NCFCA LD: Defining Preventive War

The 2019-2020 NCFCA LD resolution is:

Preventive War is Ethical.

That should sound a bit familiar to a Stoa LD veteran. In 2017-2018 (my final year of competition) the Stoa LD resolution was “Preemptive warfare is morally justified”. That season was dominated by definition-centric cases. This season you can expect the same to happen.

The ability to grapple with word meaning will be key to your success. Here’s an overview of preventive war’s most prominent definitions:

1: Belief of Inevitability

“A war initiated in the belief that military conflict, while not imminent, is inevitable, and that to delay would involve greater risk.” - The Department of Defense Dictionary of Military and Associated Terms

Strategy notes:

  • The key word in this definition is “belief”. This interpretation relies on military intelligence being the predictor of the inevitability of conflict. Negatives may only need to take a cursory look at military history to show why that’s dangerous.

  • This is the official definition of the United States Government. A strong argument can be made that it should be preferred because it most impacts reality, making it superior to ivory tower definitions created by academics. After all, since governments are the ones that will actually use preventive war, their definition will determine its use. On the opposing side, it could be argued that definitions need to work for every nation, so one created by a single nation’s military simply won’t cut it.

2: Expectation of Defeat

“A preventive war is a military, diplomatic, and strategic endeavor, aimed at an enemy whom one expects to grow so strong that delay would cause defeat.” - Barry Strauss, a military historian with the Hoover Institute

Strategy notes:

  • This one raises the stakes. Whereas the DoD definition says that delaying would cause greater risk, this definition states that the expectation is that delay would cause defeat, shifting preventive war from being an aggressive tactic used by nations to bully the globe, to a reasonable line of defense by a nation whose existence is threatened. Use this definition on affirmative if you’re interested in arguing that a preventive war is the only thing that stands between some nations and extinction.

  • This definition also sets the field for a brutal turn. Plenty of nations have longstanding rivalries with each other and believe that the future holds for certain defeat. This definition does give license to some of the most reckless nations in the world to fuel their bombers and send them off. Be wary.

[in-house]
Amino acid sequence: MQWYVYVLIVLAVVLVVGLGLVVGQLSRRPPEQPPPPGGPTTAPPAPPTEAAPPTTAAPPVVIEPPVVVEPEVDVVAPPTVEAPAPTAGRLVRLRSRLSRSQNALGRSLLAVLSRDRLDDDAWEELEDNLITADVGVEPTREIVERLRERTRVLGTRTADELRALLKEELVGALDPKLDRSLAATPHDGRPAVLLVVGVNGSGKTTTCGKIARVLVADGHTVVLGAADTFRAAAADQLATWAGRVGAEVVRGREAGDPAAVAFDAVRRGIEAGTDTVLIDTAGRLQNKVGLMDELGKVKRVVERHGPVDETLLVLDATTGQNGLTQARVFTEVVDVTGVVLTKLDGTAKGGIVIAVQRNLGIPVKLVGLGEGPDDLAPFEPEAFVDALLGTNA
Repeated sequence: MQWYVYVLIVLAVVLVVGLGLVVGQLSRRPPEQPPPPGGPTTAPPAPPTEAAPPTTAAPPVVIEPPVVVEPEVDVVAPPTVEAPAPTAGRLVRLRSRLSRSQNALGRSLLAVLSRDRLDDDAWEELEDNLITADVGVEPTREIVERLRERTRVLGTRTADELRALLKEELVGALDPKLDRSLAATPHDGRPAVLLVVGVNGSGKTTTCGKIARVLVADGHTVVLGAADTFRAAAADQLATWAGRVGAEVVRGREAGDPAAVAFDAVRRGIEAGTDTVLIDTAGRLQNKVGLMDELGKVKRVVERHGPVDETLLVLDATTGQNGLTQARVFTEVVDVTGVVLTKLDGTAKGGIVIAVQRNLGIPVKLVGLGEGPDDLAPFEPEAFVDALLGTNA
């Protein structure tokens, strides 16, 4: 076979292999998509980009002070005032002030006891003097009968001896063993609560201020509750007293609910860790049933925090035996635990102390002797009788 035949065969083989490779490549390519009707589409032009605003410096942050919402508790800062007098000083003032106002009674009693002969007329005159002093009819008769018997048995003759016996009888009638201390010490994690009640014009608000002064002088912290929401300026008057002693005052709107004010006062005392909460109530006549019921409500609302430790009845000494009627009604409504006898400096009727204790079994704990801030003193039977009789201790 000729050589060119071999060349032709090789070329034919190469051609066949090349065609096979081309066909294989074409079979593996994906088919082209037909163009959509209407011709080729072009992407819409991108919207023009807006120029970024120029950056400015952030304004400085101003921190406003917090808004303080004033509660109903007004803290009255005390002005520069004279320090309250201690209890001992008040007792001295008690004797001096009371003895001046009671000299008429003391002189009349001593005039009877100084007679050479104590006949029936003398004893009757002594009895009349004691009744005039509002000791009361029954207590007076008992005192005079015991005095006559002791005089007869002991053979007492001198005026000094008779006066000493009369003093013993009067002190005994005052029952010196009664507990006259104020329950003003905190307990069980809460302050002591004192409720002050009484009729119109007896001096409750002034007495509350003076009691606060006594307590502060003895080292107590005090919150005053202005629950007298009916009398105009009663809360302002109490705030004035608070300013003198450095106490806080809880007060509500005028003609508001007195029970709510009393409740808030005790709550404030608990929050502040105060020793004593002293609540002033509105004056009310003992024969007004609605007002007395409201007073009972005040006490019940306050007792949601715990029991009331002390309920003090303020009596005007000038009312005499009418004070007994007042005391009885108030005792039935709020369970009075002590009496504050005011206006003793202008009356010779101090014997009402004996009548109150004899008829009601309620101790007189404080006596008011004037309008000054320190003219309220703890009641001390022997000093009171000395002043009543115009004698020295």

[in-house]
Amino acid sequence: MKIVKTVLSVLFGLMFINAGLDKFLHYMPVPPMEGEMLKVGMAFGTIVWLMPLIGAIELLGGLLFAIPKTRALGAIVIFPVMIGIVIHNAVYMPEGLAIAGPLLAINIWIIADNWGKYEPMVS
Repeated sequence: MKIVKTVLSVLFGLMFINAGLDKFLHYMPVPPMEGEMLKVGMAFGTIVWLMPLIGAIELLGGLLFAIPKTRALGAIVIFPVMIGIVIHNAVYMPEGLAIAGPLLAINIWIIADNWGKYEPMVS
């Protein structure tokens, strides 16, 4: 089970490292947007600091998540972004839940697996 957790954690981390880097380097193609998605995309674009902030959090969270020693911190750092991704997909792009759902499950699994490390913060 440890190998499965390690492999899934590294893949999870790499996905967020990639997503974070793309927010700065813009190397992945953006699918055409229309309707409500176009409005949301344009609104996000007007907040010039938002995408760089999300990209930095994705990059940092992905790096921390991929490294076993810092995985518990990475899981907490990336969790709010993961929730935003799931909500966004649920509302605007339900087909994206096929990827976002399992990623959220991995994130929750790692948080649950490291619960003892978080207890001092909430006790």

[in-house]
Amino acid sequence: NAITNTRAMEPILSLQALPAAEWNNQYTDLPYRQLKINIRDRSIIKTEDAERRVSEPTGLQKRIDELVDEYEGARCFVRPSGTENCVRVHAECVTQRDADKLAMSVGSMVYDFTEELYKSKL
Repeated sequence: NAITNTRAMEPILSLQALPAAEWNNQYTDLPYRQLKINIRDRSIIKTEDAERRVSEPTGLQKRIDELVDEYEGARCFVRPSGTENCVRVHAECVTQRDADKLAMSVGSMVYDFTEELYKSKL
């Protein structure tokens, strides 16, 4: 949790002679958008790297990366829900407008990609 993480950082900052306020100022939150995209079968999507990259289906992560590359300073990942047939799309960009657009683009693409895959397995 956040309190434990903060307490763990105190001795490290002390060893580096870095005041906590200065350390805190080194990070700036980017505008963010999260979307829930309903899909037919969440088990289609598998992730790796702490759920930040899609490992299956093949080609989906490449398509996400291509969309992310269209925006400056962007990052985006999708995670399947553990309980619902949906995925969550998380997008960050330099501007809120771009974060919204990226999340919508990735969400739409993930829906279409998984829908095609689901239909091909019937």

3: War of Discretion

“By way of the sharpest contrast, a preventive war is a war of discretion. It differs from preemptive war both in its timing and in its motivation. The preemptor has no choice other than to strike back rapidly; it will probably be too late even to surrender. The preventor, however, chooses to wage war, at least to launch military action, because of its fears for the future should it fail to act now.” - Colin S. Gray, Professor of International Politics and Strategic Studies at the University of Reading, England

Strategy Notes:

  • The open-endedness of this definition is both a strength and a weakness. The motivation for preventive warfare under this interpretation is to remove fears about the future. Affirmatives should be mindful with this definition, because it invites the negative to run applications of reckless military decisions. It may be difficult to defend preventive war as ethical when it seems to justify violence by way of paranoia.

  • The term, “discretion” is vital here. Its inclusion makes this a perfect foil to idealistic affirmative definitions which argue that preventive war only exists when war is actually inevitable and doom is on the horizon. Making this argument work is easy: nations use their discretion, and more often than not that discretion is misplaced.

4: Balance of Power

“Preventive war occurs when a state launches a military conflict to prevent another state or other international actor from becoming a threat. This type of war differs from the more typical situation in which states go to war after a period of crisis or as a reaction to a particular event. Preventive wars are not in response to a specific crisis or direct threat to security, but rather to a perception of a potential change in the future balance of power between a state and its likely adversaries.” - From, quoting the book Americans at War by historian Stephen E. Ambrose

Strategy Notes:

  • A hidden nugget in this definition is the inclusion of the section, “This type of war differs from the more typical situation in which states go to war after a period of crisis or as a reaction to a particular event. Preventive wars are not in response to a specific crisis or direct threat to security…”. The majority of applications are going to be about a specific crisis or a reaction to a particular event. This definition shrugs them off.

  • Hegemony is aggressive. However, a strong affirmative case can be based around this definition. The world we live is built on the foundation of a few powerhouse nations calling the shots. World superpowers can use the power of preventive war to snuff out international threats long before they materialize. This system may have some drawbacks, but seems to in large part prevent chaos.

Have you found any other definitions you like? Let us know in the comments!